As a result of the Energy Reform, private companies are allowed to participate in the petroleum products supply chain. Fuel imports and retail sales were open to private participation in 2016, resulting in greater competition and rebranding of gas stations across the country. Private companies developed storage terminals and pipelines to offer a supply alternative to Pemex.
Figure 1: Demand and Supply for Gasoline in Mexico
In recent years, the gasoline demand has remained stable. In contrast, fuel imports have increased slightly as a consequence of Pemex refinery production decrease. Pemex’s fuel production only supplies approximately 20% of the national demand due to the low performance of its refineries while the other 80% of the gasoline demand is imported by Pemex and private companies.
Mexican fuel demand in April was 41% lower than last year as a result of SARS-CoV-2 pandemic lockdown. We have observed a slight rebound in May and June, but still lower than pre pandemic consumption levels.
Exxon Mobil, Shell, Total, BP, Arco and G500 are already importing fuel by land (via rail) and by sea to supply its points of sale, while others such as Repsol and Hidrosina have expressed their intention to start importing fuel in the short term.
The current administration has expressed its ambition to reduce import levels in the short term and to accomplish energy self-sufficiency in the midterm. However, Pemex is still unable to regain the market share that has been losing over the last six years (in 2014 its refineries supplied approximately 60% of the national demand).
Figure 2: Gasoline Imports by Pemex and Private Companies
Gasoline imports by private companies were 22% of total demand in December 2019. In June 2020, private imports reached 47%, because of the large reduction of Pemex import to accommodate the decrease in demand, while the private companies maintained its import levels.
Currently, there are 12,701 retail stations in Mexico, of which 37% correspond to brands different from Pemex; this percentage represents 4,747 gas stations of which, according to Pemex data, 2,698 gas stations are supplied both by Pemex and by other suppliers.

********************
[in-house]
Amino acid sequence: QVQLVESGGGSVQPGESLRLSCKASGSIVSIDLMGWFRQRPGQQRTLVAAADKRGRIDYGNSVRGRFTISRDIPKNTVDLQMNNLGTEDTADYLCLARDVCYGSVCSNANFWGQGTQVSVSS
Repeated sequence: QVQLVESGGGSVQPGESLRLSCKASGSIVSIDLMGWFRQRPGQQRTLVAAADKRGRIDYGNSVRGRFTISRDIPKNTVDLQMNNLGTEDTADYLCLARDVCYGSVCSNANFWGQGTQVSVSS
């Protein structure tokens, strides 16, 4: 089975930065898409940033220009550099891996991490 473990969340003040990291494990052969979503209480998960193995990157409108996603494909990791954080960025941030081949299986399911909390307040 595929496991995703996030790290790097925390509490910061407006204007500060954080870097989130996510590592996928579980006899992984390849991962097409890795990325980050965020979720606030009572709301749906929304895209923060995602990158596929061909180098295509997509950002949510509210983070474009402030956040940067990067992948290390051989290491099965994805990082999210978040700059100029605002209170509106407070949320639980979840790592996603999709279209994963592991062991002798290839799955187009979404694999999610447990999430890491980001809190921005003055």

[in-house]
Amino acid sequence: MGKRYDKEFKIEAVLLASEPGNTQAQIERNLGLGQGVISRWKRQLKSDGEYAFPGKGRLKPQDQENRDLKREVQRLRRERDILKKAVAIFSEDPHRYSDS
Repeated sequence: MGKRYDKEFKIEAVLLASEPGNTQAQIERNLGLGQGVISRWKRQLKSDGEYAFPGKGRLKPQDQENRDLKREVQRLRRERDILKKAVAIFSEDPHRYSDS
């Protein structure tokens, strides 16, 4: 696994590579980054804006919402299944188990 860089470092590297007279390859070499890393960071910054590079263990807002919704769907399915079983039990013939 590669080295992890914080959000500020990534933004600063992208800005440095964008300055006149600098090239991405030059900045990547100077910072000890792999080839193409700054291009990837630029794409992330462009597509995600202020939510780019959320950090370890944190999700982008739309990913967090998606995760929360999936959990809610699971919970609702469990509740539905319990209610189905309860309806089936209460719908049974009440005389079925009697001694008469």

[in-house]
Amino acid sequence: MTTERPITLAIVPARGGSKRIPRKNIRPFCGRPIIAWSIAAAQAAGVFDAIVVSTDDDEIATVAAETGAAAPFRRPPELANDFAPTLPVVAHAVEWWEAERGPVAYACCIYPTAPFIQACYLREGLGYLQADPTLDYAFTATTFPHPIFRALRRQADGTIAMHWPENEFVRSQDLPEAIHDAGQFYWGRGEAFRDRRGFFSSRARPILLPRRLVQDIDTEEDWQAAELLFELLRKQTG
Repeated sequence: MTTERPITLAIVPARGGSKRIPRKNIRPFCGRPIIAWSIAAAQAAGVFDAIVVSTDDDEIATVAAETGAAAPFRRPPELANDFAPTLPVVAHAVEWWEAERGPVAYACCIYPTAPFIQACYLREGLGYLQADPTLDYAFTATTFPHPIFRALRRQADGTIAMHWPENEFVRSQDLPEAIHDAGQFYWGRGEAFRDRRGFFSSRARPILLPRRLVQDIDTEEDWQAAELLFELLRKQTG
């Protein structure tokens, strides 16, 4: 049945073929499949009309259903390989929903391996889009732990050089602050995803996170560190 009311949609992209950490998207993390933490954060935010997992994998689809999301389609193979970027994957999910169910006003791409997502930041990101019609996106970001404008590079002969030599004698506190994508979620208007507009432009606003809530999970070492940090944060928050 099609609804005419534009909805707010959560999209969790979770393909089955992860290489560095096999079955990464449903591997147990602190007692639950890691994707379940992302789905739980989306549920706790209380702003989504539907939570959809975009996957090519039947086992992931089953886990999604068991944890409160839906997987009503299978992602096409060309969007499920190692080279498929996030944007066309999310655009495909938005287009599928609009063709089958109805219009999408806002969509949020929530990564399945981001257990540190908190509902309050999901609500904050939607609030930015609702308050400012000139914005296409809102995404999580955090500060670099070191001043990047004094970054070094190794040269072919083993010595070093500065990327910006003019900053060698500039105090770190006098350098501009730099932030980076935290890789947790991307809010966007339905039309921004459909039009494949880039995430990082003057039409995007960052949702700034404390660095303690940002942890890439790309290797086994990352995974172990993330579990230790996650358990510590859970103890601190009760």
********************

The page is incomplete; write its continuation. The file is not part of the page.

Figure 3: Retail Station Market Share
As of June 2020, only 7,954 gas stations operated under the Pemex brand, representing a 13.2% drop compared to the second quarter of 2019, while they had a 15% fall between 2018 and 2019. The rebranding process continues at a steady pace.
Figure 4: Gas Station Evolution
The loss of market has taken its toll on Pemex, a company that was already hit by problems of mismanagement and corruption in previous years. During the third quarter of last year its internal sales fell 19.6% to 202.52 billion pesos, representing 57% of its total billing during the third quarter of the year.
The poor performance of Pemex refineries is explained by years of underinvestment and lack of proper maintenance. Recently, some of the refineries are facing new logistical challenges as private imports have substantially grown in different parts of the country. For example, the Cadereyta refinery in the Northeast region went from producing 51 TBD of gasoline in 2017 to produce 40 TBD in 2020 in part because of the difficulty to place all of its production in its traditional markets. Despite the government’s efforts to restore the refineries to its historical production capacity, in June 2020, the National Refining System processed only 36% of this goal.
The current Mexican government is focused on strengthening Pemex position in the market. In December took off Pemex regulatory restrictions by annulling the agreement A/057/2018 that determined the price limit for the first-hand sale and storage of Pemex fuels. The function of the agreement was to implement asymmetric regulation model to allow for proper competition in the market.
The Government’s efforts have not explicitly involved halting private investment, but it has managed to undermine private investment by restricting, to some extent, the progression of new projects and slowing the regulatory permitting process.
The projections of national demand for gasoline in Mexico, prior to the pandemic, will be modified by the global recession, gasoline consumption in Mexico along with the expansion of retail stations is expected to return to growth terms by the third quarter of 2021. Pemex will be unable to take advantage of this situation as it has no means of investing because of its precarious financial situation. The Government has not many options and even forcing to go back to the state monopoly is extremely difficult because of the North America commercial treaties and diminishing public support. Next year´s elections will be crucial in defining the conditions going forward.
Even though the new government has been adamant in terms of trying to foster a stronger Pemex, we have seen that this hasn’t actually happened. Pemex is still not producing enough fuel internally. The amount of imported fuels by private companies and gas stations with other brand names apart from Pemex continues to grow in the country. In any sense, this is irreversible— this trend will continue.